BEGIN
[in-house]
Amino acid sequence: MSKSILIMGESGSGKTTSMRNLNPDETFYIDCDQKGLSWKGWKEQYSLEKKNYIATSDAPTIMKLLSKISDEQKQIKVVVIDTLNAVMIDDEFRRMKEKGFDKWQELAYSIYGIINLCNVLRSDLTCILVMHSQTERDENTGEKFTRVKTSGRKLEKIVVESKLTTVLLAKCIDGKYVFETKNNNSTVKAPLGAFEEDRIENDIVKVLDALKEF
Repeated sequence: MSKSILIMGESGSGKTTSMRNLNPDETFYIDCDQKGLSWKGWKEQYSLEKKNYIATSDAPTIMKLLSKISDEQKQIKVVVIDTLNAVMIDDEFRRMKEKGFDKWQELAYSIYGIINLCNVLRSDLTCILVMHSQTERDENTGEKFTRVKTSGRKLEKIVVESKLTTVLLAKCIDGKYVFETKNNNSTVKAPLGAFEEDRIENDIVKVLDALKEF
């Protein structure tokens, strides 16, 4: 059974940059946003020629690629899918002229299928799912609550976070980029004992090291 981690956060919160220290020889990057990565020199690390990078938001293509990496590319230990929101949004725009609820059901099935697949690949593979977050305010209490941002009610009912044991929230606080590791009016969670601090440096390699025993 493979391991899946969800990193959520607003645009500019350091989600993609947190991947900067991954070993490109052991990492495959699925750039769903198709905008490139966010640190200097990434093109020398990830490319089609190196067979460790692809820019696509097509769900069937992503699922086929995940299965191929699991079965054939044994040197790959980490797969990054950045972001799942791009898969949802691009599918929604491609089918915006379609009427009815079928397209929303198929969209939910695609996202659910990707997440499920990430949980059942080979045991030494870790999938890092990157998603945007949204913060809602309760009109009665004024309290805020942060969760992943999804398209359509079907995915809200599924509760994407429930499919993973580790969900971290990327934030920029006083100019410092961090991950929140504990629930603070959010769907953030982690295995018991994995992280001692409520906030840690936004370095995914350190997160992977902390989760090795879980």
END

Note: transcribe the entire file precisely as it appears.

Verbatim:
[in-house]
Amino acid sequence: MSKSILIMGESGSGKTTSMRNLNPDETFYIDCDQKGLSWKGWKEQYSLEKKNYIATSDAPTIMKLLSKISDEQKQIKVVVIDTLNAVMIDDEFRRMKEKGFDKWQELAYSIYGIINLCNVLRSDLTCILVMHSQTERDENTGEKFTRVKTSGRKLEKIVVESKLTTVLLAKCIDGKYVFETKNNNSTVKAPLGAFEEDRIENDIVKVLDALKEF
Repeated sequence: MSKSILIMGESGSGKTTSMRNLNPDETFYIDCDQKGLSWKGWKEQYSLEKKNYIATSDAPTIMKLLSKISDEQKQIKVVVIDTLNAVMIDDEFRRMKEKGFDKWQELAYSIYGIINLCNVLRSDLTCILVMHSQTERDENTGEKFTRVKTSGRKLEKIVVESKLTTVLLAKCIDGKYVFETKNNNSTVKAPLGAFEEDRIENDIVKVLDALKEF
């Protein structure tokens, strides 16, 4: 059974940059946003020629690629899918002229299928799912609550976070980029004992090291 981690956060919160220290020889990057990565020199690390990078938001293509990496590319230990929101949004725009609820059901099935697949690949593979977050305010209490941002009610009912044991929230606080590791009016969670601090440096390699025993 493979391991899946969800990193959520607003645009500019350091989600993609947190991947900067991954070993490109052991990492495959699925750039769903198709905008490139966010640190200097990434093109020398990830490319089609190196067979460790692809820019696509097509769900069937992503699922086929995940299965191929699991079965054939044994040197790959980490797969990054950045972001799942791009898969949802691009599918929604491609089918915006379609009427009815079928397209929303198929969209939910695609996202659910990707997440499920990430949980059942080979045991030494870790999938890092990157998603945007949204913060809602309760009109009665004024309290805020942060969760992943999804398209359509079907995915809200599924509760994407429930499919993973580790969900971290990327934030920029006083100019410092961090991950929140504990629930603070959010769907953030982690295995018991994995992280001692409520906030840690936004370095995914350190997160992977902390989760090795879980």